A little while back, I did some research in an attempt to debunk a prevailing sentiment that the Habs were an extremely small team. Whether I accomplished what I set out to do is open to interpretation, but I think it did provide a little dose of perspective.
In the wake of Phil Kessel being traded to the Maple Leafs, and hearing all the talk of how he can't produce without Marc Savard, it struck me how often that argument comes up. The same things were said about Mike Cammalleri all summer, how he would suffer greatly without the benefit of playing opposite all-world winger Jarome Iginla.
Watching Cammalleri fly all over the ice with Scott Gomez and Brian Gionta in the third period of Monday night's 4-3 win over the Penguins got me wondering.
Granted, there isn't a player alive who wouldn't see his production helped by playing alongside one of the league's best, most complete players. But thanks to some great research tools over at dobberhockey.com, I think we can safely say a lot of that criticism on Cammalleri was without merit.
To figure this out, I decided to only look at even strength ice time because I feel that is a true barometer to show how a player produces. For Cammalleri, however, this becomes a bit of a skewed portrait since he got 34 of his 82 points last season on the power play. But those points could be a result of several different factors aside from Iginla, such as Dion Phaneuf's booming point shot or a good power play system.
At even strength, I feel you get a far more accurate idea of how much a player relies on his teammates as opposed to his own talent for production.
According to the stats compiled at dobberhockey.com, which come from the NHL's nightly play-by-play sheets, Cammalleri spent 63.4 per cent of his even strength ice time last year playing with Iginla. Over that time, he produced 31 even strength points, which represents 64.5 per cent of his total even strength production of 48 points on the season.
For those of you who don't feel like doing the math, that means Cammalleri got 35.5 per cent of his even strength points in the 36.6 per cent of his ice time he spent playing without Iginla. That shows me that whether Cammalleri was playing with Iginla or not, he produced points at essentially the same rate, which bodes well for the Canadiens since there is no one even remotely resembling Iginla on the Habs roster.
While I was at it, I decided to have a look at how Gomez was used last year in New York, and I think I got an idea of why he struggled so mightily.
First of all, he didn't have a set line all season, and the wingers he had the most success with were Markus Naslund, now retired because he didn't feel he could compete at the level he's accustomed to, and Nikolai Zherdev, who is playing in the KHL because no NHL team wanted to pay him what he felt he was worth.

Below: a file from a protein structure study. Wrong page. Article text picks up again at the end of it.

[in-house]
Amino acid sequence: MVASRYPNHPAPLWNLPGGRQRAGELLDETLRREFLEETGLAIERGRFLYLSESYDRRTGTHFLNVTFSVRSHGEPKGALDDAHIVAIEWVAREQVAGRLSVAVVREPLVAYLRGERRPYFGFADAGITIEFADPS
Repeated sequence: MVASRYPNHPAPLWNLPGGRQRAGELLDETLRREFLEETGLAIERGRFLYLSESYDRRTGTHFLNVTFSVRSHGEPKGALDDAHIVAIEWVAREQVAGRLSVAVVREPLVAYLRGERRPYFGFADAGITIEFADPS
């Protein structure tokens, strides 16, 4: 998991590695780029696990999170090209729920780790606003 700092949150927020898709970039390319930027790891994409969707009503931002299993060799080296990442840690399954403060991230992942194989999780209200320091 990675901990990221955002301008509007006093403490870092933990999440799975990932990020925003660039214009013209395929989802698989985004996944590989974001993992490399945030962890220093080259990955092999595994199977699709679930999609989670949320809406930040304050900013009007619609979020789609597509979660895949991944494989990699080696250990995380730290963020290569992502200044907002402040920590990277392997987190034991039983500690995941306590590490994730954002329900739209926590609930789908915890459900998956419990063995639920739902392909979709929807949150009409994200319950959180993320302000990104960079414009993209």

Gomez had Naslund on one wing for just over 50 per cent of his even strength time on the ice last season, while his second most frequent winger at just over 42 per cent was Ryan Callahan, a nice player, but hardly a sniper.
That trio produced only seven even strength points combined all season when playing together, and though a good chunk of that may have been Gomez's fault, I find it hard to believe that a new set of wingers wouldn't have done a playmaker like him a world of good. For instance, with Zherdev on his wing instead of Callahan the line produced 22 even strength points in limited ice time, yet for some reason Zherdev spent most of his season playing with Brandon Dubinsky.
It was much the same story for Gomez his first year in New York as he had a revolving door of wingers, including Jaromir Jagr, Martin Straka, Brendan Shanahan, Sean Avery, Nigel Dawes, Petr Prucha and even Marcel Hossa. Again, Gomez has to take some of the blame for New York's inability to find him appropriate linemates, but could it not be also the Rangers fault for lacking the proper personnel to play with him?
That probably had a lot to do with Bob Gainey signing Gionta to play with Gomez, and the Habs are banking that will avoid them having that same problem.
On one final point, how many of you saw Kessel's 5-year, $27 million deal and wondered how much it will cost the Canadiens to sign Carey Price at the end of the year? That was Kessel's second contract, and it was very similar to other second contracts signed by Anze Kopitar, Dion Phaneuf and Paul Stastny, while I'm sure Jonathan Toews and Patrick Kane will surpass that number this summer.
I've already stated my belief that the time to sign Price to a new contract is now, when his value is relatively low because of his troubles the past two years. If Price commands anywhere near the kind of contract Kessel signed, the Habs cap situation next year will be very tight with very few options for maneuverability.